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"Making the Movie on the Page": Rare 1992 Interview With Quentin Tarantino for 'Reservoir Dogs' (Exclusive Book Excerpt)

By Paul Zimmerman | Indiewire December 24, 2012 at 10:00AM

Quentin Tarantino is celebrating 20 years of filmmaking with the release of a DVD box set of all eight of his films — plus the Christmas release of his latest big-screen opus, “Django Unchained.” Film fans and the journalists who have covered Tarantino’s career for just as long are reevaluating his work, as well.
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Your film has been compared to Kubrick’s “The Killing” (1956), but I saw a lot of John Huston's seminal heist-gone-wrong drama “The Asphalt Jungle” (1950), too.

Yes, “Killing” is almost a paraphrase remake of “Jungle,” but I think it’s a lot better.

But Sterling Hayden, who plays the lead in both films, is great when he does his “you’re boning me” speech in “Asphalt Jungle.”

He’s great in both, but I love when Hayden [in “The Killing”] says to Marie Windsor, “I’ll slap that pretty face into hamburger meat.” [emits a high-pitched laugh]

Tarantino in Toronto with his "Reservoir Dogs" poster, in 1992.
Malcolm Ingram Tarantino in Toronto with his "Reservoir Dogs" poster, in 1992.
Has Madonna seen the movie? [The film opens with a hilarious and profane debate among a bunch of tough guys about what “Like a Virgin” means.]

She’s heard about it and wants to see it, but they’re making her wait until the New York premiere. When she does, I know she’s going to admit that’s what “Like a Virgin” is about.

[NOTE: Madonna reportedly saw and enjoyed the film. Some time later, she gave Tarantino an autographed copy of Erotica, her latest CD, on which she wrote: “Quentin, it’s about love, not dick.”]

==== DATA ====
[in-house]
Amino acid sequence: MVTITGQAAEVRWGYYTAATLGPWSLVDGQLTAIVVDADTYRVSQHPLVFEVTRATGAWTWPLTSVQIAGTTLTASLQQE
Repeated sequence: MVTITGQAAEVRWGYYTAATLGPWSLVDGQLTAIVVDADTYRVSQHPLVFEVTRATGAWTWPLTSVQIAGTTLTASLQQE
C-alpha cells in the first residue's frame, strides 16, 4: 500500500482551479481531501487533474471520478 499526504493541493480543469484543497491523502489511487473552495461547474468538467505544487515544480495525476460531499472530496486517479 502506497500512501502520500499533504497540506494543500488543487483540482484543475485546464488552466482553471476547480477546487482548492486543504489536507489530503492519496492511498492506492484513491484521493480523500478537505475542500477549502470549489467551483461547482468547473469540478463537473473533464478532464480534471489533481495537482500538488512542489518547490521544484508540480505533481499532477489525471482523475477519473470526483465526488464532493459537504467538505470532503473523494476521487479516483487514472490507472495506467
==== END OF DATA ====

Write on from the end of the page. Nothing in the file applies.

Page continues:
You have one intense scene that ends with a great audience release. Have you had any audiences actually cheer?

I’ve had some cheering. It’s cool.

The closest I can equate it to is the Russian roulette scene in “The Deer Hunter.”

You’ve just paid me a hell of a compliment. Because I think that’s one of the best action scenes ever.

Your cast mentioned your script stood out because they had read such lousy scripts just prior. If you win any awards, you should thank all the hacks out there.

The problem with scripts now is people who have no business at all are writing scripts. And they’re not writing what they have inside that they want out. They’re writing what they think a movie should be, their version of “Romancing the Stone.”

It’s like the old notion you should write something you would like to see. They don't feel it; it's just something they think someone wants to buy.

Exactly! And they read these Syd Field screenwriting books, and the only reason to buy it should be the pleasure of burning it. They’re their own worst oppressors. They don't even need the studios to fuck over their scripts.

They're shackling themselves to begin with.

Exactly. I didn’t write to sell, I wrote to direct it. But first you have to get past the readers, and they're the ones that always blew my stuff off. And I didn’t know if the dramatic structure would work. It was a theory I had. That if you were to take a novelistic structure and put it into film, it would be very cinematic. Edit it like that. Tell a story like that. Chapter headings. And you know on the printed page the vulgarity is much stronger. People who read the script never mention the violence. Vulgarity stands out more on the page. They’re most upset over the racial remarks.

You can check out more about the book "Virgin Noir" on its Facebook page.

This article is related to: Quentin Tarantino, Interviews, Django Unchained, Reservoir Dogs, Virgin Noir







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